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Change in the air

Business | Airbus's new double-decker A380 is billed as the world's largest passenger jet

Issue: "Johnny Carson: In memoriam," Feb. 5, 2005

While many major airlines struggle to survive, the world's largest aircraft manufacturers are busy debating which type of planes will fly tomorrow's passengers and cargo.

France's Airbus recently unveiled the world's largest passenger jet, the double-decker A380 "superjumbo," capable of seating as many as 800 passengers. The company spent more than $13 billion to develop the plane, which has a list price of $280 million and is scheduled for its first commercial flight in 2006.

However, the plane is so large that it can only take off and land at the world's largest airports and it's unlikely that most commercial airports could afford to upgrade their airstrips to accommodate the superjumbo.

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That's one reason why Boeing officials, who saw their sales dip below Airbus for the second straight year, believe the industry is headed toward smaller passenger planes. Boeing has introduced the new 7E7 Dreamliner, which seats a maximum of 289 people and is set to debut in 2008.

Airbus, though, says it already has nearly 150 orders for the A380, including orders from both FedEx and United Parcel Service, hoping to take advantage of larger cargo loads. If demand continues, industry executives say Boeing would be hard-pressed to keep pace because it would take the company 10 years to develop its own superjumbo.

Turnover at the top

Doesn't it seem like there's a new story every day about a CEO resigning from a major corporation? Actually, it's more often than that.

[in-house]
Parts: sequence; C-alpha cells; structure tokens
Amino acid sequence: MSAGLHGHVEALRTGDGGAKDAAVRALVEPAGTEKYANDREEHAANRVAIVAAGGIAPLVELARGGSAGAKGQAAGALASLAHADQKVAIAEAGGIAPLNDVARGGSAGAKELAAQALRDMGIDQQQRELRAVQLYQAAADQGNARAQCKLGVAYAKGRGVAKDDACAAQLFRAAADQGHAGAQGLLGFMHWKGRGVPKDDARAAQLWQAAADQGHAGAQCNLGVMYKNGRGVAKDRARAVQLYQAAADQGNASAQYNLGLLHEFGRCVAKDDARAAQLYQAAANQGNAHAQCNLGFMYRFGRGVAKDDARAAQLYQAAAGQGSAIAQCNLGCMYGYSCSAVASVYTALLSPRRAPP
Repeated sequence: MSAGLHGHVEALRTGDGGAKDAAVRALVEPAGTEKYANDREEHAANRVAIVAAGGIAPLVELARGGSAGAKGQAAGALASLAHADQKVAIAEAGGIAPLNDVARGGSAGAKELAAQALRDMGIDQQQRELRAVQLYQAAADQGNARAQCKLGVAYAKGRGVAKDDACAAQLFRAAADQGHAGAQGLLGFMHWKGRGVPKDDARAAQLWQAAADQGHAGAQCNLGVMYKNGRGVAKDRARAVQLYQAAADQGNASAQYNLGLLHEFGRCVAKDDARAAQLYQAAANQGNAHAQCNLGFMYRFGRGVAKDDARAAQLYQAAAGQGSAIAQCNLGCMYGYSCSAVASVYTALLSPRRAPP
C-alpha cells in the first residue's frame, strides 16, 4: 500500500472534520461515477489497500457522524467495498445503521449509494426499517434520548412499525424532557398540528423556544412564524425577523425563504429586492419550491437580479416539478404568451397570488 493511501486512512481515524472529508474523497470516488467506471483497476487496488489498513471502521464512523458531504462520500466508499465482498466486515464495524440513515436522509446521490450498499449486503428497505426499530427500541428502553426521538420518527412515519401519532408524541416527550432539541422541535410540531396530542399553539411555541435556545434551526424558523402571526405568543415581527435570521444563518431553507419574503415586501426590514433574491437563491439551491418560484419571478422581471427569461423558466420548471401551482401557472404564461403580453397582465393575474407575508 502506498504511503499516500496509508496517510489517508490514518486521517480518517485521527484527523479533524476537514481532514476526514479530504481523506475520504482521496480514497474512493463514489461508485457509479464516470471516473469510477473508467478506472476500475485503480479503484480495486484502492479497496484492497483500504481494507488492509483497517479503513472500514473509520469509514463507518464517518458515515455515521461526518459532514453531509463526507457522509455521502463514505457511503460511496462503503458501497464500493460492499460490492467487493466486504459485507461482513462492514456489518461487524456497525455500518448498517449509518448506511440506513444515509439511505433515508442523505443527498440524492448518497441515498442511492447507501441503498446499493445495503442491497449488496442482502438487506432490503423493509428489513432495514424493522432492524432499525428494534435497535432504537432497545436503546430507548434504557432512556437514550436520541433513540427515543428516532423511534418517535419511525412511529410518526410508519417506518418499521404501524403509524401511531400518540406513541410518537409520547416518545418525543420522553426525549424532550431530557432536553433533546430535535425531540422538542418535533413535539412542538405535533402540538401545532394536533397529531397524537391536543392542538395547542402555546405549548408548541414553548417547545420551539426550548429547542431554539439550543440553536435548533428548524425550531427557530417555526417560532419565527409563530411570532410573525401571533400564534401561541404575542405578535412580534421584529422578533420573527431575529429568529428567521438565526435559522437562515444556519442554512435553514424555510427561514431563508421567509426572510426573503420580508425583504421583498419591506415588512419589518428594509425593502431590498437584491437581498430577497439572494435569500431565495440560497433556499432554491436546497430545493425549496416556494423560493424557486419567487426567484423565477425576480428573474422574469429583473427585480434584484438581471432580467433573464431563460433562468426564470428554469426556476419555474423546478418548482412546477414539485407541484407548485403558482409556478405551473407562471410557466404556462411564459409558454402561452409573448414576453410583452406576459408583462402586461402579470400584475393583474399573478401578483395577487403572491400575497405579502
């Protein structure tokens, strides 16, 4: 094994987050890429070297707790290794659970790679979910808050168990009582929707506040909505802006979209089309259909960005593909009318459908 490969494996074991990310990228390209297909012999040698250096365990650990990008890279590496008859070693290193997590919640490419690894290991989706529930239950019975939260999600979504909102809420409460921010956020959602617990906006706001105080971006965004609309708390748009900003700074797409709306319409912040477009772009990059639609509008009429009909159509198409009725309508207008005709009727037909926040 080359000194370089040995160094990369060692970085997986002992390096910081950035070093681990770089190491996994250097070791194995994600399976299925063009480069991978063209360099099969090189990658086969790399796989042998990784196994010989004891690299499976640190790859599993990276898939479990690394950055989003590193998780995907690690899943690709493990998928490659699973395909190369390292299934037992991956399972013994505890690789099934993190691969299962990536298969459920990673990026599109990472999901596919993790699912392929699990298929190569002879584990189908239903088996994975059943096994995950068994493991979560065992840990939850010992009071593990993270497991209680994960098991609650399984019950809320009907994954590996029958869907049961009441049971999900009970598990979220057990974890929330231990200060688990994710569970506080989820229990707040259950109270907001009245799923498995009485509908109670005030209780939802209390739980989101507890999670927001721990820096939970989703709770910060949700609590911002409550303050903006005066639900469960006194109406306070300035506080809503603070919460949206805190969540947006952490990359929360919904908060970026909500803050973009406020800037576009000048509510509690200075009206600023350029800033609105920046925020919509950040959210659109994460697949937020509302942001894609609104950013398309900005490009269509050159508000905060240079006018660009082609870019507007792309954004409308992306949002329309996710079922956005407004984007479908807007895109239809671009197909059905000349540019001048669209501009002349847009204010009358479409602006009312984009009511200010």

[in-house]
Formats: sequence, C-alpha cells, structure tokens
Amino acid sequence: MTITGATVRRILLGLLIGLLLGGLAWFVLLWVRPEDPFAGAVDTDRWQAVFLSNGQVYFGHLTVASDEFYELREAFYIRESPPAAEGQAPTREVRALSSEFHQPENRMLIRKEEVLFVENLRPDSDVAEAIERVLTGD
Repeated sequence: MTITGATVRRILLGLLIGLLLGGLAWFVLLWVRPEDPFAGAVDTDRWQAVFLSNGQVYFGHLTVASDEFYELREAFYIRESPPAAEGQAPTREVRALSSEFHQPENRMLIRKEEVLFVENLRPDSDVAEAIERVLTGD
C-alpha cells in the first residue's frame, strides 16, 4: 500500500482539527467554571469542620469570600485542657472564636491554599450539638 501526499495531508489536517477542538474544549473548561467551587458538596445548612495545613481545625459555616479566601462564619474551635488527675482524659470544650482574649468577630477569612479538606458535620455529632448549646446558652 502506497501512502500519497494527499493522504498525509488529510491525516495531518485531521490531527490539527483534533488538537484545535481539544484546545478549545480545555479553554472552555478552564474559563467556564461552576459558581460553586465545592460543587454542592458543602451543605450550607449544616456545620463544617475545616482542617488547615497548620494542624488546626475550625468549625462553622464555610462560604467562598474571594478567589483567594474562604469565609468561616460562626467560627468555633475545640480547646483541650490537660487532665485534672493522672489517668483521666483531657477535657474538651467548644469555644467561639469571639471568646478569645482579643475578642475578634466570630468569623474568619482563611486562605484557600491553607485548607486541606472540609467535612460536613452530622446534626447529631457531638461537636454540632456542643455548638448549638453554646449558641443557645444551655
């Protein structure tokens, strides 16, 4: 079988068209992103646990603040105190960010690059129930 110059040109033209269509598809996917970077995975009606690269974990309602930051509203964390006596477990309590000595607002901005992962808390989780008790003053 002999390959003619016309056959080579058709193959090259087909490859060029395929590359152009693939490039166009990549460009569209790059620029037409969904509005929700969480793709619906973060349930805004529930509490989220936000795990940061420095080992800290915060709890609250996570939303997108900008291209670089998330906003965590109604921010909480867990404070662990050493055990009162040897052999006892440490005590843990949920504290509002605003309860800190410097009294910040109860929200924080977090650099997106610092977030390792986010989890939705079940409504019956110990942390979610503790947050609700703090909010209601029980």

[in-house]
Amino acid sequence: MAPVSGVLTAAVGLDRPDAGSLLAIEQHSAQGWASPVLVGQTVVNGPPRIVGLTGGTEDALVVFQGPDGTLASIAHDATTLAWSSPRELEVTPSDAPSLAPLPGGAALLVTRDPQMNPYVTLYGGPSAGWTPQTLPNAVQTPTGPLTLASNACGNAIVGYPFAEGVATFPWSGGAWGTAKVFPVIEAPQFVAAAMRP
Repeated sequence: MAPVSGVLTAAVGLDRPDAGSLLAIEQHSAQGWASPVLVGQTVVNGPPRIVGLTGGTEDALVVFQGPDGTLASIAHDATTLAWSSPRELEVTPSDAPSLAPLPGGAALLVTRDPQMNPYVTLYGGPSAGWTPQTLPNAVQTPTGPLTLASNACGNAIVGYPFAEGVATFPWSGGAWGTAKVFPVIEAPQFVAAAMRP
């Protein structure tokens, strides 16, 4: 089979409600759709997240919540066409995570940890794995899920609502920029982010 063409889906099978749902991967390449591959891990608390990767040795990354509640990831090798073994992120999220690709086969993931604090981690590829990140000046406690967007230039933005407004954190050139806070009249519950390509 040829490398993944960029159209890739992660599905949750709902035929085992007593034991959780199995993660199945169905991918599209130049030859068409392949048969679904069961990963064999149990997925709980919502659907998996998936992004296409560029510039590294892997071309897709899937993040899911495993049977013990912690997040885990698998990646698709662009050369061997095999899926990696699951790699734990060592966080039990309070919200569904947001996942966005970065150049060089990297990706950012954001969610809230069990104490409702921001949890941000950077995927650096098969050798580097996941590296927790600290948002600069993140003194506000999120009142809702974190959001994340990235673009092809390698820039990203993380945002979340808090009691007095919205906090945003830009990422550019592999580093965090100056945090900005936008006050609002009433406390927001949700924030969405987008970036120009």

According to a survey by the outplacement firm Challenger Gray and Christmas, there were 56 CEO departures in December, a record and up from 46 in November. And more recently, CEOs at Charter Communications, Krispy Kreme Doughnuts, and Agilent Technologies have announced they're leaving.

Charter CEO Carl Vogel resigned with the cable television company struggling to overcome $18 billion of debt. In addition, three former Charter executives have pleaded guilty to charges arising from a scheme to defraud investors by inflating subscriber numbers.

At Krispy Kreme, where share prices have dropped from more than $50 per share to less than $9 in the past year and a half, the board of directors ousted Scott Livengood, who oversaw the company's meteoric rise into a national chain.

And Agilent CEO Edward "Ned" Barnholt resigned last week after leading the high-tech manufacturer's return to profitability. Mr. Barnholt laid off thousands of workers to overcome losses of more than $3 billion during 2002 and 2003. Agilent posted a $349 million profit in its latest fiscal year.

Balance Sheet

· Morgan Stanley will pay $19 million to the New York Stock Exchange to cover the company's lapses in issuing prospectuses, as well as two cases of employee embezzlement and fraud that totaled $61.4 million.

· Kraft Foods, the nation's largest food manufacturer, plans to trim advertising of products like Oreos and Kool-Aid toward children because these products don't meet the company's new nutrition criteria.

· For the second time in two months, OfficeMax is looking for a new chief financial officer. Brian Anderson quit the job with the office-supply company amid continuing turmoil, including poor holiday sales and internal accounting errors.

· Nearly 40 percent of full-time workers in a recent online survey said they would prefer more time off instead of a $5,000 annual pay hike. In 2002, just 20 percent of workers chose more time off.

· With its new Wal-Mart Discover Card, Discover Financial Services is teaming up with the nation's largest retailer in its continuing effort to challenge Visa and MasterCard's dominance of the credit-card industry.

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